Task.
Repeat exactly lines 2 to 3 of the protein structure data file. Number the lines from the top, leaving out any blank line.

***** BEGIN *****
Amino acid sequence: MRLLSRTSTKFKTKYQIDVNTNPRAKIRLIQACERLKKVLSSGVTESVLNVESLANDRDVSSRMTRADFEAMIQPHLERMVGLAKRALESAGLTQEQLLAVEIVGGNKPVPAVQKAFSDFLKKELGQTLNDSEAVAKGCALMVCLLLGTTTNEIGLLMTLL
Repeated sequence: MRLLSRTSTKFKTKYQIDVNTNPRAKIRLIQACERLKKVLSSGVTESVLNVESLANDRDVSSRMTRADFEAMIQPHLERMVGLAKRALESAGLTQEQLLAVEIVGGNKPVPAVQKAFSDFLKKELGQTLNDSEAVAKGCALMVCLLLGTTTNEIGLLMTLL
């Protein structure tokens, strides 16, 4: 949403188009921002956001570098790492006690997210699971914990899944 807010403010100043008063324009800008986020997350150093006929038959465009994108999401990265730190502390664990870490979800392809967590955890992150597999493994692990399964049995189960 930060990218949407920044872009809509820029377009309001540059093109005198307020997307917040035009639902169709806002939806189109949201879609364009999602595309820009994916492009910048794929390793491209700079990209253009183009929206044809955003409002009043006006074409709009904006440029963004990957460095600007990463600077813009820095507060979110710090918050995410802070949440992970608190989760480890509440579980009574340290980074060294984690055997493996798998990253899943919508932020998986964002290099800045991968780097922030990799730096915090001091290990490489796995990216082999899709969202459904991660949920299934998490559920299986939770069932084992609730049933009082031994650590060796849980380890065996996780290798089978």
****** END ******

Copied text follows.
Repeated sequence: MRLLSRTSTKFKTKYQIDVNTNPRAKIRLIQACERLKKVLSSGVTESVLNVESLANDRDVSSRMTRADFEAMIQPHLERMVGLAKRALESAGLTQEQLLAVEIVGGNKPVPAVQKAFSDFLKKELGQTLNDSEAVAKGCALMVCLLLGTTTNEIGLLMTLL
């Protein structure tokens, strides 16, 4: 949403188009921002956001570098790492006690997210699971914990899944 807010403010100043008063324009800008986020997350150093006929038959465009994108999401990265730190502390664990870490979800392809967590955890992150597999493994692990399964049995189960 930060990218949407920044872009809509820029377009309001540059093109005198307020997307917040035009639902169709806002939806189109949201879609364009999602595309820009994916492009910048794929390793491209700079990209253009183009929206044809955003409002009043006006074409709009904006440029963004990957460095600007990463600077813009820095507060979110710090918050995410802070949440992970608190989760480890509440579980009574340290980074060294984690055997493996798998990253899943919508932020998986964002290099800045991968780097922030990799730096915090001091290990490489796995990216082999899709969202459904991660949920299934998490559920299986939770069932084992609730049933009082031994650590060796849980380890065996996780290798089978």